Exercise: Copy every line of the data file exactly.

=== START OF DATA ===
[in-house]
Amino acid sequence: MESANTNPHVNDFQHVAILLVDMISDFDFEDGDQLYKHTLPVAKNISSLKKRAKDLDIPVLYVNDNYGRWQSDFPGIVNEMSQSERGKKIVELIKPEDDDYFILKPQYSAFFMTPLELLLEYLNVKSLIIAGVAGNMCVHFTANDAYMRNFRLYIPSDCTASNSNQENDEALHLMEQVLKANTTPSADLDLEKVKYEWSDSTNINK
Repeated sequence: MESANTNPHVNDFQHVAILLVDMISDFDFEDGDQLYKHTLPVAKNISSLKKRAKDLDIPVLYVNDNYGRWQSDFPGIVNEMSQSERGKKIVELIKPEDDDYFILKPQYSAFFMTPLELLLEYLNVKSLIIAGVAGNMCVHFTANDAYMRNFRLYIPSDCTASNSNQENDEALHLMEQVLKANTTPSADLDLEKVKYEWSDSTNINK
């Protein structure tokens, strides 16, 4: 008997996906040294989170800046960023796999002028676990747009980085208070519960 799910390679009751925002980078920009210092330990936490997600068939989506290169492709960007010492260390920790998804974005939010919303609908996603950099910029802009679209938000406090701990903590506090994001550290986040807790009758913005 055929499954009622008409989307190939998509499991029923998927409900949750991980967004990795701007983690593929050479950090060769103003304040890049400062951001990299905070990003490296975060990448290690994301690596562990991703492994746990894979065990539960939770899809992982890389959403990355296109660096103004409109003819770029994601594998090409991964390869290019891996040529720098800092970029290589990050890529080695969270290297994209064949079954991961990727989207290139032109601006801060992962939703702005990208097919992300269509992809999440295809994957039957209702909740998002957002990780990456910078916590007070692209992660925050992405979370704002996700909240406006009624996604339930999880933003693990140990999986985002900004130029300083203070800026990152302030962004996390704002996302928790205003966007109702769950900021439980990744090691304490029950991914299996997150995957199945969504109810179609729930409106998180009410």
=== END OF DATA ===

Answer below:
[in-house]
Amino acid sequence: MESANTNPHVNDFQHVAILLVDMISDFDFEDGDQLYKHTLPVAKNISSLKKRAKDLDIPVLYVNDNYGRWQSDFPGIVNEMSQSERGKKIVELIKPEDDDYFILKPQYSAFFMTPLELLLEYLNVKSLIIAGVAGNMCVHFTANDAYMRNFRLYIPSDCTASNSNQENDEALHLMEQVLKANTTPSADLDLEKVKYEWSDSTNINK
Repeated sequence: MESANTNPHVNDFQHVAILLVDMISDFDFEDGDQLYKHTLPVAKNISSLKKRAKDLDIPVLYVNDNYGRWQSDFPGIVNEMSQSERGKKIVELIKPEDDDYFILKPQYSAFFMTPLELLLEYLNVKSLIIAGVAGNMCVHFTANDAYMRNFRLYIPSDCTASNSNQENDEALHLMEQVLKANTTPSADLDLEKVKYEWSDSTNINK
């Protein structure tokens, strides 16, 4: 008997996906040294989170800046960023796999002028676990747009980085208070519960 799910390679009751925002980078920009210092330990936490997600068939989506290169492709960007010492260390920790998804974005939010919303609908996603950099910029802009679209938000406090701990903590506090994001550290986040807790009758913005 055929499954009622008409989307190939998509499991029923998927409900949750991980967004990795701007983690593929050479950090060769103003304040890049400062951001990299905070990003490296975060990448290690994301690596562990991703492994746990894979065990539960939770899809992982890389959403990355296109660096103004409109003819770029994601594998090409991964390869290019891996040529720098800092970029290589990050890529080695969270290297994209064949079954991961990727989207290139032109601006801060992962939703702005990208097919992300269509992809999440295809994957039957209702909740998002957002990780990456910078916590007070692209992660925050992405979370704002996700909240406006009624996604339930999880933003693990140990999986985002900004130029300083203070800026990152302030962004996390704002996302928790205003966007109702769950900021439980990744090691304490029950991914299996997150995957199945969504109810179609729930409106998180009410």